“They don’t have a good understanding of what this means to the livelihood of the rubbish collectors,” said Syada Greiss, a member of Parliament and chairwoman of the Association for Protection of the Environment, a nongovernmental organization. “The government did not have a full grasp of the economics or social implications.”

Cairo is a sprawling city of about 18 million people. The associations representing the zabaleen say they collect 6,000 tons of trash a day, of which 60 percent is food waste. They say the private carters collect an additional 2,000 tons a day.

The system dates to the late 1940s, when peasant farmers moved to Cairo looking for work. They took over trash collection and became the zabaleen.

It is a family business. In each family, the oldest son gets to go to school. The other boys work, collecting trash while the women and the girls do the sorting.

Basem Masri works. He is a small 11-year-old, with swept-back black hair and very serious eyes. His work day begins at 7 p.m., when he joins his father collecting trash. He works until 3 or 4 a.m., then goes to sleep. At 10 a.m. his mother sends him to a special school for the children of garbage collectors. It is really more of a tutoring program.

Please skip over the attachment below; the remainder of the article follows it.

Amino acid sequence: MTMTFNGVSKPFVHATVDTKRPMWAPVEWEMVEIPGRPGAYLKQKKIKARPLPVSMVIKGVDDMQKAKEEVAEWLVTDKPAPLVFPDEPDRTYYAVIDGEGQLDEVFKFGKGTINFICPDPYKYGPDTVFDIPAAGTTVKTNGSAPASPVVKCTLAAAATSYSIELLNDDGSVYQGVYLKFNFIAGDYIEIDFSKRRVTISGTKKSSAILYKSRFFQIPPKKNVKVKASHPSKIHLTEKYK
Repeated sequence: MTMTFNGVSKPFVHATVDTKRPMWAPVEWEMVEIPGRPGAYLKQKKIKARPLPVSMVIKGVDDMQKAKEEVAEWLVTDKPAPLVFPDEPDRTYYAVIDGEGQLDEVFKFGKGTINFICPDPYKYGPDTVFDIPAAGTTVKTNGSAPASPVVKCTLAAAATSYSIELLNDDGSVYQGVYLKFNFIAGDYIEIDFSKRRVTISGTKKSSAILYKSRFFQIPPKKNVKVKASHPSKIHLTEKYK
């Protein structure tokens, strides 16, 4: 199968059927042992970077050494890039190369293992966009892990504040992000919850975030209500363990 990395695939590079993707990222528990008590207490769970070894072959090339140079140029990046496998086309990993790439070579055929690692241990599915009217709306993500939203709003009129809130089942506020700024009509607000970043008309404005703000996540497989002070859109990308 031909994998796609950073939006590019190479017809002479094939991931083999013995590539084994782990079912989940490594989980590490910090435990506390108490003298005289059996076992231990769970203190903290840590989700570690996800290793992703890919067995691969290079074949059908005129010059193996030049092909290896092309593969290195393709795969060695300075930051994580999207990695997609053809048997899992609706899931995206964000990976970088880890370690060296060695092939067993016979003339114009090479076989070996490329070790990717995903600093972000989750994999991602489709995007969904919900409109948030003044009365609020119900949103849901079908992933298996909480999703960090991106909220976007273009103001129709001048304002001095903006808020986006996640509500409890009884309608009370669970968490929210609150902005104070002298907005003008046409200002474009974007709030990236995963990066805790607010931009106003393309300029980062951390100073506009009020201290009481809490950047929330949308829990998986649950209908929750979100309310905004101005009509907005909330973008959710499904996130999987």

“I want to be a doctor someday,” Basem said as he worked on his math skills with a teacher.

That seems like a long shot for Basem, and many others like him. Many here acknowledge that this is a system that is easy to criticize, from the pigs and the unsanitary living conditions to the sight of children hauling trash, their faces smeared and their clothing stained.

But it is how they eat and survive. And it is how they have remained independent of a government they do not trust. They would not object to having the system fixed. They just do not want it wrenched away.

“Maybe the government has noble goals,” said Mr. Gindy, whose nonprofit group runs the school that Basem attends. “But the way they address the problem is not good. The government always says this is the decision and you will follow.”

To Abraham Fahmi, a local Coptic priest, it comes down to a simple matter. “If you move the garbage, you will kill the entire neighborhood,” he said. “This is their lives.”


Samer al-Atrush contributed reporting.